204 U.S. 538 (1907), 164, Hammond v. Whittredge
|Docket Nº:||No. 164|
|Citation:||204 U.S. 538, 27 S.Ct. 396, 51 L.Ed. 606|
|Party Name:||Hammond v. Whittredge|
|Case Date:||February 25, 1907|
|Court:||United States Supreme Court|
Argued January 17, 1907
ERROR TO THE SUPREME JUDICIAL COURT
OF THE STATE OF MASSACHUSETTS
Where the state court expressly decides, adversely to contention of plaintiff in error, that a statute of the United States does not preclude others from asserting rights against him, but does preclude him from asserting rights against them, a federal question exists giving this Court jurisdiction to review the judgment under § 709, Rev.Stat.
Where an incorporeal interest of the bankrupt in a contingent remainder passed to the assignee in bankruptcy under a petition filed in 1878, and no notice to the trustees was necessary, the fact that the assignee brought no suit to establish his right to the bankrupt's interest in the fund for more than two years does not bar his claim thereto under § 5057, Rev.Stat., but, under that section, all persons who had not brought suits within two years against the assignee to assert their rights to the property are barred. Nor will the assignee be presumed to have abandoned the property simply because he did not sell it when, as in this case, he brings an action to protect his interest therein.
189 Mass. 45 affirmed.
The defendant in error, Whittredge, who was trustee of certain property held in trust under the will of Solon O. Richardson, who died in 1873, filed this bill for instructions in the Supreme Judicial Court of the State of Massachusetts.
There was bequeathed by said will $35,000, on the following trusts:
The income to be paid to his three sisters for life, namely
Mary A. Sweetser, Martha Hutchinson, and Louisa Richardson, and
at the decease of my said sisters, or either of them, my will is that the share belonging to the deceased sister shall revert to her children, to be shared by them each and each alike; if either of my said sisters shall die childless, the income belonging to her I direct shall revert to the said sisters surviving, to be shared equally between them. At the decease of all my three said sisters, I direct that the fund from which they have derived an income from my property be divided equally between the children of my said sisters, and I direct my executors to pay to them each their respective part, the same to be the property of the children of my said sisters forever.
The three life tenants survived the testator. Louisa never had any child; Martha Hutchinson had one child; Mary A. Sweetser had one child, a son, Elbridge L. Sweetser. He and the child of Martha were born in the lifetime of the testator. Mary A. Sweetser survived her sisters, leaving her son and niece surviving her.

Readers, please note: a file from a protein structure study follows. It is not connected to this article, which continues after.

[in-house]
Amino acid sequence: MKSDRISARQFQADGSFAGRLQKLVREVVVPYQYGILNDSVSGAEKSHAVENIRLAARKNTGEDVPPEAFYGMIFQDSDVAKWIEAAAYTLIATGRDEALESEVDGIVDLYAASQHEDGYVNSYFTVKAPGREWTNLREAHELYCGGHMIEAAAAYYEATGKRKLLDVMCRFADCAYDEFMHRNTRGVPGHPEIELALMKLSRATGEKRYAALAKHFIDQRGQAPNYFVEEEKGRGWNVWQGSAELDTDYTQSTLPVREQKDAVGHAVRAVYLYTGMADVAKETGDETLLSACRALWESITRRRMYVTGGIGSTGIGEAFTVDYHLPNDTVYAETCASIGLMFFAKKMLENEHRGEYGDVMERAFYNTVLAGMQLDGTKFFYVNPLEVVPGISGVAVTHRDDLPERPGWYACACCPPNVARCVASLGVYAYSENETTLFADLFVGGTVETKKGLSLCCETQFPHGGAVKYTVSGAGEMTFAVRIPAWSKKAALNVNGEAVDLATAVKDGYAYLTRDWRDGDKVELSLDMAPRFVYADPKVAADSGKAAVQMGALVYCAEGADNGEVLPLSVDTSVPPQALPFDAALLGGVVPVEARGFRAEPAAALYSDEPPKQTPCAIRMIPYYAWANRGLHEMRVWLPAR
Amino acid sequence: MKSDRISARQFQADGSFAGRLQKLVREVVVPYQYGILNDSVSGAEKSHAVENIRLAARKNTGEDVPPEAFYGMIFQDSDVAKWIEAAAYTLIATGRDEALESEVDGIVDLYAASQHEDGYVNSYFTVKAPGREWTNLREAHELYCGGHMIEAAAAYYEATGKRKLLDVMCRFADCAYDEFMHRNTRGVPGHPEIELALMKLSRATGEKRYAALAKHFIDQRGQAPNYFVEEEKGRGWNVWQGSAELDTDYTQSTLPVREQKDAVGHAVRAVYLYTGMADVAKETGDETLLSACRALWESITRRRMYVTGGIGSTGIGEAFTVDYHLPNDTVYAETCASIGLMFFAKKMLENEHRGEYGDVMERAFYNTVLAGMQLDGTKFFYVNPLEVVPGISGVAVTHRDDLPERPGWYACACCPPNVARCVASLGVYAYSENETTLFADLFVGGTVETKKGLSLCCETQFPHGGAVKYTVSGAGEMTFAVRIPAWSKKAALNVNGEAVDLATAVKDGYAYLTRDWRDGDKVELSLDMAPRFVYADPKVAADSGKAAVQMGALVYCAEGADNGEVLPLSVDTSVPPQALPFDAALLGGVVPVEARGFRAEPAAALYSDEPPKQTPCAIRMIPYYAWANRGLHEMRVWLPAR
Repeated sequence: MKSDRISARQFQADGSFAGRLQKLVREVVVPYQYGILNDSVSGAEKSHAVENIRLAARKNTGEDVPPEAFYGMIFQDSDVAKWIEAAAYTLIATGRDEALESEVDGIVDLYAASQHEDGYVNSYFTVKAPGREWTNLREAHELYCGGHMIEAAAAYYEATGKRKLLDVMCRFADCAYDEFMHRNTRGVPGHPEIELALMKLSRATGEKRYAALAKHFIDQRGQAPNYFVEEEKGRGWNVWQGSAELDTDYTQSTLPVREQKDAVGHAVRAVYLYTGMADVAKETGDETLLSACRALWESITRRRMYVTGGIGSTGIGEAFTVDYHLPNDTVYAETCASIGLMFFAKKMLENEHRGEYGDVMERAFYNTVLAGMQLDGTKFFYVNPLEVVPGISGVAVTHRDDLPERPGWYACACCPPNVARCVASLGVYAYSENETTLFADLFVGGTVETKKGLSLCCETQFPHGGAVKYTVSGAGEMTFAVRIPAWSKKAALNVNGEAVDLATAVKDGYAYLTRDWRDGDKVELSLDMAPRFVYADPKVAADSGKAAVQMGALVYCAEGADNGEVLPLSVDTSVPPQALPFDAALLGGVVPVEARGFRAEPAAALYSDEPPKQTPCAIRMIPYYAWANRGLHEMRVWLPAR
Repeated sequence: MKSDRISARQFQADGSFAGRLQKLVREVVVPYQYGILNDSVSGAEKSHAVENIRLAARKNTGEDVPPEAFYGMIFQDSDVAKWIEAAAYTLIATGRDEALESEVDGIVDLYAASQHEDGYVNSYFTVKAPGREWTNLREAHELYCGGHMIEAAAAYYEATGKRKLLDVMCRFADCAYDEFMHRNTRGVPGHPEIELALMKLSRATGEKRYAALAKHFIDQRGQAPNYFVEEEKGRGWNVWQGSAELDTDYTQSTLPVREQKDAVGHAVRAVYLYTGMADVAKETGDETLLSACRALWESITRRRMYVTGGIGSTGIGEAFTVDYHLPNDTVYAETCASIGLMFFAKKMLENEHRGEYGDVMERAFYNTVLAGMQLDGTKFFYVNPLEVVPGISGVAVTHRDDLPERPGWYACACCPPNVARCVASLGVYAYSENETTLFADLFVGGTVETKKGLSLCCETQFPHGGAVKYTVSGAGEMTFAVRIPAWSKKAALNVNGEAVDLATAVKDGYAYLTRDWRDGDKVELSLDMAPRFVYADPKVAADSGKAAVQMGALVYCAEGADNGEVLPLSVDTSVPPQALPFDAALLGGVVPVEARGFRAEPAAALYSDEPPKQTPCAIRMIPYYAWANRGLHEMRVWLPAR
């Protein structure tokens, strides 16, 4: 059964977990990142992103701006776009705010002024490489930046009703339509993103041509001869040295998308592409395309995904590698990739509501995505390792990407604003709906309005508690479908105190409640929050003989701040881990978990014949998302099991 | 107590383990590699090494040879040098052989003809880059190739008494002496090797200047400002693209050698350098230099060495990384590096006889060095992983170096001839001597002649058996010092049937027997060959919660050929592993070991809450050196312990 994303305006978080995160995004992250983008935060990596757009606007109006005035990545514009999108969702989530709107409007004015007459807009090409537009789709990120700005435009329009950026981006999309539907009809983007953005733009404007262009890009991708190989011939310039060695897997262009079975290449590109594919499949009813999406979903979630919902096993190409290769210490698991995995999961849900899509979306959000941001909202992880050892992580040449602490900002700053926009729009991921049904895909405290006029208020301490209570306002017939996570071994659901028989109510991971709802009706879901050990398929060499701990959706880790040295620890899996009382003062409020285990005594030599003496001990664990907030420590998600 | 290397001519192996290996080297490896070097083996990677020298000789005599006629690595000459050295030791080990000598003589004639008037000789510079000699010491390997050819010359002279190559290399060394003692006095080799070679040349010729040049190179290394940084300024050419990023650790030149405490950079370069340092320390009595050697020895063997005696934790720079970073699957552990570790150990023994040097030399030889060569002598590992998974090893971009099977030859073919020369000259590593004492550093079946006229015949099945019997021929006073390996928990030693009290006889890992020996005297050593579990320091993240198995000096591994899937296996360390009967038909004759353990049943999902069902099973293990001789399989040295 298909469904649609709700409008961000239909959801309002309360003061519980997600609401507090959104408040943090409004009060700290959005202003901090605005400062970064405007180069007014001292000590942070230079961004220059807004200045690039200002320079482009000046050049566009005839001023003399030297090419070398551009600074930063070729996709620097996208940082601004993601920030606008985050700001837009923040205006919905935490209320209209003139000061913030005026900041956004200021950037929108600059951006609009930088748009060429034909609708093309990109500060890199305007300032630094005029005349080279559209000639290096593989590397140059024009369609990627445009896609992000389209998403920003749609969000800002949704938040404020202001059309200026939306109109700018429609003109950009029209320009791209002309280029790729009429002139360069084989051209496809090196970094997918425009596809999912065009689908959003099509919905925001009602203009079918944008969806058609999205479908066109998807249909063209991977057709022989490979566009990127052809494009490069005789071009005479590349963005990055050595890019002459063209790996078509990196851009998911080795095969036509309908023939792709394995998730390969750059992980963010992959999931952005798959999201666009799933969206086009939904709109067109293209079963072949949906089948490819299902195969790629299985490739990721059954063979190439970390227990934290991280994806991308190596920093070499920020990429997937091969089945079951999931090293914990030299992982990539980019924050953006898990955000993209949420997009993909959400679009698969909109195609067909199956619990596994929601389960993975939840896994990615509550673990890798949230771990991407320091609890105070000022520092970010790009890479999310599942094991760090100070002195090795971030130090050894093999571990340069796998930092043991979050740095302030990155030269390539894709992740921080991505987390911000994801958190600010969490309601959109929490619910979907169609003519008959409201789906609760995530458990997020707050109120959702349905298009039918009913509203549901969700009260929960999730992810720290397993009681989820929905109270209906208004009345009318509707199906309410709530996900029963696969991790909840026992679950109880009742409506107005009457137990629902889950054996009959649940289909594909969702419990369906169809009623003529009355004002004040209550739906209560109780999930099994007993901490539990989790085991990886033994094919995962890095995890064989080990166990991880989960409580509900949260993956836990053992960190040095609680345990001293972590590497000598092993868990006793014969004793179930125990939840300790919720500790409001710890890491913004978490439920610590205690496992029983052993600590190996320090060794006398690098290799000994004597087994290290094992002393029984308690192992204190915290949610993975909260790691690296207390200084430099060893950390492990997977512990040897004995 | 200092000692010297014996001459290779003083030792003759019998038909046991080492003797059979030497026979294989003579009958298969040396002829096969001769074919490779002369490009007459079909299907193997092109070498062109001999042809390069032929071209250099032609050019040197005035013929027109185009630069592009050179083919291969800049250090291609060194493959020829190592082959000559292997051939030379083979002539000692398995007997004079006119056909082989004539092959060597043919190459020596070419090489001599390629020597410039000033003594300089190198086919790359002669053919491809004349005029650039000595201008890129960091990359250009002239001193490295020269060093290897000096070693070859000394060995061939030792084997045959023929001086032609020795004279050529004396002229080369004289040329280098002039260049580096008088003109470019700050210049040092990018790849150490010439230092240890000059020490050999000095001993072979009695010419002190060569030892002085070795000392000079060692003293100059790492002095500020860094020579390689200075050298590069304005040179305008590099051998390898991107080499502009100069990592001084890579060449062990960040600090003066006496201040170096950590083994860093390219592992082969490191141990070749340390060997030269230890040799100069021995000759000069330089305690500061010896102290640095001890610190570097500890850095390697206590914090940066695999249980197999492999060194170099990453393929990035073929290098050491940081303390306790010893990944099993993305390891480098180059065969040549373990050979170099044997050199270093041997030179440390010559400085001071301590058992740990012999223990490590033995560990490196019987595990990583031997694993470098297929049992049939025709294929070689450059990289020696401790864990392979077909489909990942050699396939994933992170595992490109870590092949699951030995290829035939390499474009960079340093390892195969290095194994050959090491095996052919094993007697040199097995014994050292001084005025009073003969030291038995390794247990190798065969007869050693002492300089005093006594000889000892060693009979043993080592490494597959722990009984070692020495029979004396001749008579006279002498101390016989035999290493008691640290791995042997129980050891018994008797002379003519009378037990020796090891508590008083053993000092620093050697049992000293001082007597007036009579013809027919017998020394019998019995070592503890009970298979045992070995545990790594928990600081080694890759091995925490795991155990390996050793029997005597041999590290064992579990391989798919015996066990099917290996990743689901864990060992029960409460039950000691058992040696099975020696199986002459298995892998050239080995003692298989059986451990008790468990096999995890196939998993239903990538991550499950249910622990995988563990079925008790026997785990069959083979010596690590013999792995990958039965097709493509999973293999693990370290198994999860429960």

This bill was brought February 1, 1901, to determine who was entitled to receive Elbridge L. Sweetser's half of the fund -- whether his assignees in bankruptcy, appointed in proceedings instituted by him in 1878 by voluntary petition in bankruptcy in the District Court of the United States for the district of Massachusetts, or the plaintiff in error, who claims, under an equitable attachment made in 1881, as hereafter stated, and an assignment made in October, 1885, to secure two debts incurred after Sweetser's bankruptcy. There are other defendants besides the plaintiff in error, but their rights are not before us.
The facts are stipulated, and the most pertinent are the following:
On February 23, 1878, Elbridge L. Sweetser filed a voluntary petition in bankruptcy in the District Court of the United States, District of Massachusetts, and was, on that day, adjudged a bankrupt. On the sixteenth of March, 1878,
William B. H. Dowse and Horace P. Biddle were appointed the assignees of his estate, and there was duly conveyed to them all the estate which the bankrupt owned or was entitled to on February 23, 1878.
During the year 1878, claims amounting to $13,940.47 were proved against the estate. No other claims have since been proved.
The only assets disclosed by Sweetser in his schedules consisted of a stock of goods subject to mortgage. The proceeds of these goods were consumed in paying the mortgage and certain expenses of the assignees, and the balance of about $280 was paid to the assignees on account of services.
The Florence Machine Company, in 1881, filed a bill in equity against Elbridge L. Sweetser and Solon O. Richardson, then the sole trustee of Solon O. Richardson, deceased, to reach and apply in payment of five notes held by that company against Sweetser, his equitable interest under the [27 S.Ct. 398] will of said deceased. The suit was brought under the provision of General Statutes of Massachusetts, c. 113, § 2, and is called equity suit No. 386. Subpoena was issued November 28, 1881, and served on Sweetser and Richardson, trustee, November 29, 1881. Sweetser filed an answer February 1, 1882, in which, among other things, he denied that he had any such interest...
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